Healthcare elsewhere

Keep an eye on Vivify Health.  This company has been involved for many years with hospitals across the United States watching patients and providers suffer with the exhausting need for improved healthcare services.  Through their remote patient monitoring systems, Vivify partners with consumer electronics suppliers and mobile device manufacturers to engage patients when they leave the healthcare facility. Vivify Health has also created remote patient monitoring systems that healthcare organizations can use with patients based on their risk level. Given their unique ability to align and deliver patient-centered remote care across integrated payer/provider system Vivify stands out as a winner in this space.

Dictum Health is another one to watch. The company’s IDM100 is a “medical tablet” that has a hefty set of diagnostic capabilities for remote-care, virtual exam-room scenarios. It has interfaces to myriad diagnostic equipment, including blood pressure cuffs, stethoscopes and thermometers. With more is on the way. Dictum Health’s software suite automatically updates patient records over the cloud.

For remote-care settings, I haven’t seen another company strike such a compelling balance of ability and portability. Keep an eye on Dictum Health.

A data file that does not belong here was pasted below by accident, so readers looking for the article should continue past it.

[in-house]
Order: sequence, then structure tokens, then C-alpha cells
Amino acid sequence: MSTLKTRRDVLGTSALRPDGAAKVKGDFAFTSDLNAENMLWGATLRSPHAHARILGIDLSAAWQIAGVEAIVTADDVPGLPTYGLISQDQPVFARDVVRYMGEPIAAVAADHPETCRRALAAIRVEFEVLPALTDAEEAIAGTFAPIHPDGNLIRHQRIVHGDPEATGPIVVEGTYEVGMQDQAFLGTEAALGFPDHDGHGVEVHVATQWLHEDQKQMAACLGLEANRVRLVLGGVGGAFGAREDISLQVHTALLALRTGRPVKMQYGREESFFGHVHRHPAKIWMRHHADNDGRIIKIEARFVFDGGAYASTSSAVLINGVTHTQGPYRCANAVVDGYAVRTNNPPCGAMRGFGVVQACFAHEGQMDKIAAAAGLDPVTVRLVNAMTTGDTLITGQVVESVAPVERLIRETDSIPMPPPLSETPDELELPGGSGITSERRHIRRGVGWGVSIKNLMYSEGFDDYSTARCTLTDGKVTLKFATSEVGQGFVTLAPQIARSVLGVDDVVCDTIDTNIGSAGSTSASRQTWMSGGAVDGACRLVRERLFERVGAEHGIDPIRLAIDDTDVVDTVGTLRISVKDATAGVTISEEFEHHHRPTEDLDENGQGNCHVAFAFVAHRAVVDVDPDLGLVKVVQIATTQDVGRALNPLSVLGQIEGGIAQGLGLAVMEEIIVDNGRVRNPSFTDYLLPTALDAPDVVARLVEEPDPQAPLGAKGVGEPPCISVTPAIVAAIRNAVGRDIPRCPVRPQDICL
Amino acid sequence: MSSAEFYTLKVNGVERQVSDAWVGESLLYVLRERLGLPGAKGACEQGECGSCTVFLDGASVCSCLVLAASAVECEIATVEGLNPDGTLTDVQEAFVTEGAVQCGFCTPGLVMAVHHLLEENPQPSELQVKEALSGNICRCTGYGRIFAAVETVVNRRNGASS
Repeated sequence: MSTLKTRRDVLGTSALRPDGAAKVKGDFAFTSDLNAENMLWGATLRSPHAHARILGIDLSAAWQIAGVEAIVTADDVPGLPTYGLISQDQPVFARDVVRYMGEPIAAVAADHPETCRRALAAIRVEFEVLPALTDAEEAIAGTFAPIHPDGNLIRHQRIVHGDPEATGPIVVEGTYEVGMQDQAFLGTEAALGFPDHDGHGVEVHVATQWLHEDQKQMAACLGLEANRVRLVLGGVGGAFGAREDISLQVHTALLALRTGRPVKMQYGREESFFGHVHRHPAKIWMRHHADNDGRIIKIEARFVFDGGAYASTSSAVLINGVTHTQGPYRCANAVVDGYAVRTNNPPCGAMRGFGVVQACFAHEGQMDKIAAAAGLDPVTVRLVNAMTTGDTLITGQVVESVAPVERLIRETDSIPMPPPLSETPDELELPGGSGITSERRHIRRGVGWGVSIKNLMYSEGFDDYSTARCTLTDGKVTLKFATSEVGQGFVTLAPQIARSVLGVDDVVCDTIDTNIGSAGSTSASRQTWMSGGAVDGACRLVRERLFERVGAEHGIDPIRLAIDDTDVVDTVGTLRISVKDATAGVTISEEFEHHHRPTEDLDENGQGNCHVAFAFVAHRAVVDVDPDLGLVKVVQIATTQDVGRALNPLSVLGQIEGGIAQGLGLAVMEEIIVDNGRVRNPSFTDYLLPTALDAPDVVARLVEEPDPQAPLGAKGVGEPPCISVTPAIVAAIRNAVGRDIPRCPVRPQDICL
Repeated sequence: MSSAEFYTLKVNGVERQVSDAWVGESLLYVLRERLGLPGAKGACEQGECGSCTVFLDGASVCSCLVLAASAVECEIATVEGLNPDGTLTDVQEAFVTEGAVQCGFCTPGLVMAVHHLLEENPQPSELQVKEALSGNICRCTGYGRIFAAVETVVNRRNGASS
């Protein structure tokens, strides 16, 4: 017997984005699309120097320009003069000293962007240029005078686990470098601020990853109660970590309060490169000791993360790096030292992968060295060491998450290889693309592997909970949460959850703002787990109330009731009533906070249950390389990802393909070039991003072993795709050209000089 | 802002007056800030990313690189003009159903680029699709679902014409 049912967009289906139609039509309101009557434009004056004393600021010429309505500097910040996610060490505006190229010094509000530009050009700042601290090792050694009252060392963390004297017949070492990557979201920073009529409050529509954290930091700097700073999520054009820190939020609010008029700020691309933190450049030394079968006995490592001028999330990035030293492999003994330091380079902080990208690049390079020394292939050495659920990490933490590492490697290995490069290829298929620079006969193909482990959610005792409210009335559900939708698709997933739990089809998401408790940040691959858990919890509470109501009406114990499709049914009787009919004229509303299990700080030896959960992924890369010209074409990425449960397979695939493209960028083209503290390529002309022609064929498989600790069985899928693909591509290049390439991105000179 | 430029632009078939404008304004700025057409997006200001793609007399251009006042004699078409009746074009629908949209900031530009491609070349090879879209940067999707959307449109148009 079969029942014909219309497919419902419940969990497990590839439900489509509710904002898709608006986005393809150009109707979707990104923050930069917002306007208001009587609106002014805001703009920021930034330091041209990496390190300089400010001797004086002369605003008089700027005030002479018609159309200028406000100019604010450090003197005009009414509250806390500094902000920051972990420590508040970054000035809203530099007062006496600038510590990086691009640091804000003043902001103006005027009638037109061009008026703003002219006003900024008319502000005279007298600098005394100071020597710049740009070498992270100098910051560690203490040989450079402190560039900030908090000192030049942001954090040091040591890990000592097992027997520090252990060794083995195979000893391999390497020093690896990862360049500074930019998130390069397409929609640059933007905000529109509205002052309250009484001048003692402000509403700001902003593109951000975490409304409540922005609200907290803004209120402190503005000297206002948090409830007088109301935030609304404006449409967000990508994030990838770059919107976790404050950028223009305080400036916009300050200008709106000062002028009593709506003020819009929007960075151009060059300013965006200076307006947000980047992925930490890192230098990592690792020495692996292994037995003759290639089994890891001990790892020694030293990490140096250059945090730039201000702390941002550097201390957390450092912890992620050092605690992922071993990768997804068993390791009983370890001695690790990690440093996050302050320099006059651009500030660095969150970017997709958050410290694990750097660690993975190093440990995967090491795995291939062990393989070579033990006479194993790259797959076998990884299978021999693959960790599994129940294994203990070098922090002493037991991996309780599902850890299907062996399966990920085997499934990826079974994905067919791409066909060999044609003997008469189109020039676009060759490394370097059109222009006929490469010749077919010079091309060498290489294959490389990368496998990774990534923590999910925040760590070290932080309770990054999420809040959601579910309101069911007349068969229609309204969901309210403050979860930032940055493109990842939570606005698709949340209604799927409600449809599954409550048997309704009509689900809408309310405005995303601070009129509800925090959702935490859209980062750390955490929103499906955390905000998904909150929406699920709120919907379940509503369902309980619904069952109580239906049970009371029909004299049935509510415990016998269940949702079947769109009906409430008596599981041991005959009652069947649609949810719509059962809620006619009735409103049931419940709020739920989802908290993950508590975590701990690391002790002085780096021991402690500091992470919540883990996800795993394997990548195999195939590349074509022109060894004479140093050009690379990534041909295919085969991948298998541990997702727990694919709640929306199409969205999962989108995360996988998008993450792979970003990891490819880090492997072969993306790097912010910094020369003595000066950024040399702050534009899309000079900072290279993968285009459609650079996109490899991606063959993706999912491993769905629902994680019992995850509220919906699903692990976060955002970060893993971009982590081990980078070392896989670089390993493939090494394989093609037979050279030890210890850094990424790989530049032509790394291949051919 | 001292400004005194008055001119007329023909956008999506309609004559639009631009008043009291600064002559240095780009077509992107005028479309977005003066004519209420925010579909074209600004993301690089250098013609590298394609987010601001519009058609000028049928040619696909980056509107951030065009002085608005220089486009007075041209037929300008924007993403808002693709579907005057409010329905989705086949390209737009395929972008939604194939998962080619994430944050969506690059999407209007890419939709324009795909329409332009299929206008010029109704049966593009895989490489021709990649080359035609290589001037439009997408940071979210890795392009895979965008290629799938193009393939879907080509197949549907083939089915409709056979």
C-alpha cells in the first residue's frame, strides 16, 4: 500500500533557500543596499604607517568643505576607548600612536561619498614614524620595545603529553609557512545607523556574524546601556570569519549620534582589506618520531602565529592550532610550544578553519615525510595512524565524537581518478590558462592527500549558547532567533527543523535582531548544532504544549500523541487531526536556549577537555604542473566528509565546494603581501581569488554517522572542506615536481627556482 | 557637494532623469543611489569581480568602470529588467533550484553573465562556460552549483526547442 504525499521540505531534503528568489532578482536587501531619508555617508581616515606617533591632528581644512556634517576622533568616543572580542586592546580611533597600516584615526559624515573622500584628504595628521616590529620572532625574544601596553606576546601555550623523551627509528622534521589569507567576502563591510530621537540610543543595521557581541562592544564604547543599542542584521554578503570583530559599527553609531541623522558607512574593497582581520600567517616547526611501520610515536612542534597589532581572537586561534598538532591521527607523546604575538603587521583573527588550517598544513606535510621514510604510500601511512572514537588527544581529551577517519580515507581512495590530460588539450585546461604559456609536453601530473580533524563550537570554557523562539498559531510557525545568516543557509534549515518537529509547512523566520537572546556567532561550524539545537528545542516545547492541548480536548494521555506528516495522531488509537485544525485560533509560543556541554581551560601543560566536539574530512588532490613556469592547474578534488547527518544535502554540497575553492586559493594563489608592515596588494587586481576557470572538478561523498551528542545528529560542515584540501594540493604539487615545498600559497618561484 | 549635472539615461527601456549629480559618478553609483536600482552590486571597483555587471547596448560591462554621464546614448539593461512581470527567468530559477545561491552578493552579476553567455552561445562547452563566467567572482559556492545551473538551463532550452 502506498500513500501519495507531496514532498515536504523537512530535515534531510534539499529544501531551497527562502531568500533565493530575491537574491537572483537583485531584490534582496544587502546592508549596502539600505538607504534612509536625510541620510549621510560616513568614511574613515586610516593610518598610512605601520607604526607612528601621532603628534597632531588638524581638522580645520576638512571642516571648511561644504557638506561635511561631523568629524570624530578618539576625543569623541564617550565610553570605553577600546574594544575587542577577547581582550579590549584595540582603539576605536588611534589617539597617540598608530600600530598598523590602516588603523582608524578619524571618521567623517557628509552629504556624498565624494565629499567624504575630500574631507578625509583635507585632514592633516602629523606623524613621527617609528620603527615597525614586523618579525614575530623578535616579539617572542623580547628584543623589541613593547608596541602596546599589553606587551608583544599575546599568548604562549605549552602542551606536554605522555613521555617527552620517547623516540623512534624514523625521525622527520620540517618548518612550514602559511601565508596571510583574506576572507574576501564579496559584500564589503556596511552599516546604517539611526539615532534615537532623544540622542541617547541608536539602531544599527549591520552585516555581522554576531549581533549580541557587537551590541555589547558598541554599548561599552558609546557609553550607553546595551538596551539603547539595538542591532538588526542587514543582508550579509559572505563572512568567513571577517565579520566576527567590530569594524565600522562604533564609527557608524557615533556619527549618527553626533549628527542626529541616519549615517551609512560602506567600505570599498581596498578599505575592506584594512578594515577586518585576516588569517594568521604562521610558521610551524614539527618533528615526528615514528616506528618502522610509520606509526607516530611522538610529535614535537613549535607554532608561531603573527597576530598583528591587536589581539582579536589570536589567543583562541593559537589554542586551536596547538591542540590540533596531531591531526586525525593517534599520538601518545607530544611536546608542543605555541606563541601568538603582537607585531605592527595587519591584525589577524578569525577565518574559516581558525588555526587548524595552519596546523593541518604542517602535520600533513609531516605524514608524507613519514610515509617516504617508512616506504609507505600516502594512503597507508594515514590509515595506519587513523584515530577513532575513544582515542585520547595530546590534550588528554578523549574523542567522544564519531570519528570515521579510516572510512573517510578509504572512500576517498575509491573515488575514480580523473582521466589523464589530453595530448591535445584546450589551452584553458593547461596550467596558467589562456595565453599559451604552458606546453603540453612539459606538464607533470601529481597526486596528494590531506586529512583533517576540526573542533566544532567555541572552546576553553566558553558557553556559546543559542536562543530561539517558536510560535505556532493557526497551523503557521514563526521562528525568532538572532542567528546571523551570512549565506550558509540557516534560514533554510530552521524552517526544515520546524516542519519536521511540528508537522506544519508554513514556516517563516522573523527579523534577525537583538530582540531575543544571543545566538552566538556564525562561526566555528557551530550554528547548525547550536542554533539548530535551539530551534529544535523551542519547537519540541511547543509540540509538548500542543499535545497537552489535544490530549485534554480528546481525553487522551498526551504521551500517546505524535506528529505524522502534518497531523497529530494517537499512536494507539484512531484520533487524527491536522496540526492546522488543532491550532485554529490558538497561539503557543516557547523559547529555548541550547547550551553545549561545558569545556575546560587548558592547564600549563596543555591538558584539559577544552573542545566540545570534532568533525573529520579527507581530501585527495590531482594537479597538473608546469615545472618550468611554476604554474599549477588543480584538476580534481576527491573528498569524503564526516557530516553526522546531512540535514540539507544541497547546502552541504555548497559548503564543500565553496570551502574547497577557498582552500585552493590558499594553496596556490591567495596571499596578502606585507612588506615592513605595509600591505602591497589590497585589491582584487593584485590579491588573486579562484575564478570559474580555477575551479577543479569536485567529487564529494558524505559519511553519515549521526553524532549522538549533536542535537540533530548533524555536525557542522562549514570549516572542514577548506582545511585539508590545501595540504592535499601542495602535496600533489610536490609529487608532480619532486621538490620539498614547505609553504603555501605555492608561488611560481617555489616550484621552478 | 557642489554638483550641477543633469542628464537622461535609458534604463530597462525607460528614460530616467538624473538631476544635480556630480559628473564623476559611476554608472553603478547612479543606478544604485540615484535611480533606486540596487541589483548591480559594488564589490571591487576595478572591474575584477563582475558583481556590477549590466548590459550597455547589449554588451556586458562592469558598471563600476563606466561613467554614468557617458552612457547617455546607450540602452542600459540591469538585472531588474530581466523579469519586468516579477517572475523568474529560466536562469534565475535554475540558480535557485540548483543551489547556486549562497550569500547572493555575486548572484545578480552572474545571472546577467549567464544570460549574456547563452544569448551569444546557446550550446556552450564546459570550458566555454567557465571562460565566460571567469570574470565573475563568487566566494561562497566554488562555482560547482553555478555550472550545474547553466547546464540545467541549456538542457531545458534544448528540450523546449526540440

Decisions anywhere

The best way to a physician’s heart is through his … iPad? Could be. Airstrip’s clinical mobility platform gives physicians the information on their mobile devices that they need in real time to make care decisions wherever they may be. That’s the kind of stuff that gets physicians excited. More than because the platform might save them money. Or that it might help drive their practice toward a more value-based model.

Indeed, what physicians love about AirStrip is that it allows them to view patient data streams on mobile devices in near-real time, enabling them to respond quickly to critical alarms while away from the patient’s bedside.  Brilliant.

data everywhere

Orion Health understands that the transformation of healthcare isn’t about the rising tsunami of data, but the actionable insight that comes from the data. Orion has the ability to simplify the aggregation and reporting process across health management systems, which puts them in a leading position.

FeibusTech participated in a demo of Orion’s Amadeus platform, which blends extensive data integration capabilities with scalability and performance. The distributed architecture is designed to handle massive volumes of high-velocity data from diverse sources. It incorporates predictive modelling to identify the most at-risk patients in a population to drive rapid decision-making.